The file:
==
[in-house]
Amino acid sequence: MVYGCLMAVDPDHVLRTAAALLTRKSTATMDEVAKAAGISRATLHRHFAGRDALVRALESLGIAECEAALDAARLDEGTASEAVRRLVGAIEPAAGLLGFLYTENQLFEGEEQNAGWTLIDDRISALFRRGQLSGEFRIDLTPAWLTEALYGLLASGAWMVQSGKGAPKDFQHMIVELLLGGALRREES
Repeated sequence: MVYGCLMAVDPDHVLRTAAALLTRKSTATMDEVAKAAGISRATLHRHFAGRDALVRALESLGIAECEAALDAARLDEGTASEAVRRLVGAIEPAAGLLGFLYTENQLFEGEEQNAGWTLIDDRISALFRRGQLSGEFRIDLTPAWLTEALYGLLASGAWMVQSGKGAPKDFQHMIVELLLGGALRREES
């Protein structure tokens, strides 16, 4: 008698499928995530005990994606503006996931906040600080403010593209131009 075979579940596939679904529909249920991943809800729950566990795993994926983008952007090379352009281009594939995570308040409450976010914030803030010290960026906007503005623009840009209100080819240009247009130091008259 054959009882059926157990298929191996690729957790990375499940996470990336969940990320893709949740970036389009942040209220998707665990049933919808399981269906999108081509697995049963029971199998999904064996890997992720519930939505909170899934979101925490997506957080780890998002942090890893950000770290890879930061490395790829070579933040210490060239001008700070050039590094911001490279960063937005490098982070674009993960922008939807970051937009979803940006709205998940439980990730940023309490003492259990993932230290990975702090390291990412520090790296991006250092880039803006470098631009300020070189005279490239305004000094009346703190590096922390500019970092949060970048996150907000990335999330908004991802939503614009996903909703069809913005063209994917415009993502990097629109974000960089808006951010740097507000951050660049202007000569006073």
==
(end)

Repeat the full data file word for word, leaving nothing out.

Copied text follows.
[in-house]
Amino acid sequence: MVYGCLMAVDPDHVLRTAAALLTRKSTATMDEVAKAAGISRATLHRHFAGRDALVRALESLGIAECEAALDAARLDEGTASEAVRRLVGAIEPAAGLLGFLYTENQLFEGEEQNAGWTLIDDRISALFRRGQLSGEFRIDLTPAWLTEALYGLLASGAWMVQSGKGAPKDFQHMIVELLLGGALRREES
Repeated sequence: MVYGCLMAVDPDHVLRTAAALLTRKSTATMDEVAKAAGISRATLHRHFAGRDALVRALESLGIAECEAALDAARLDEGTASEAVRRLVGAIEPAAGLLGFLYTENQLFEGEEQNAGWTLIDDRISALFRRGQLSGEFRIDLTPAWLTEALYGLLASGAWMVQSGKGAPKDFQHMIVELLLGGALRREES
């Protein structure tokens, strides 16, 4: 008698499928995530005990994606503006996931906040600080403010593209131009 075979579940596939679904529909249920991943809800729950566990795993994926983008952007090379352009281009594939995570308040409450976010914030803030010290960026906007503005623009840009209100080819240009247009130091008259 054959009882059926157990298929191996690729957790990375499940996470990336969940990320893709949740970036389009942040209220998707665990049933919808399981269906999108081509697995049963029971199998999904064996890997992720519930939505909170899934979101925490997506957080780890998002942090890893950000770290890879930061490395790829070579933040210490060239001008700070050039590094911001490279960063937005490098982070674009993960922008939807970051937009979803940006709205998940439980990730940023309490003492259990993932230290990975702090390291990412520090790296991006250092880039803006470098631009300020070189005279490239305004000094009346703190590096922390500019970092949060970048996150907000990335999330908004991802939503614009996903909703069809913005063209994917415009993502990097629109974000960089808006951010740097507000951050660049202007000569006073």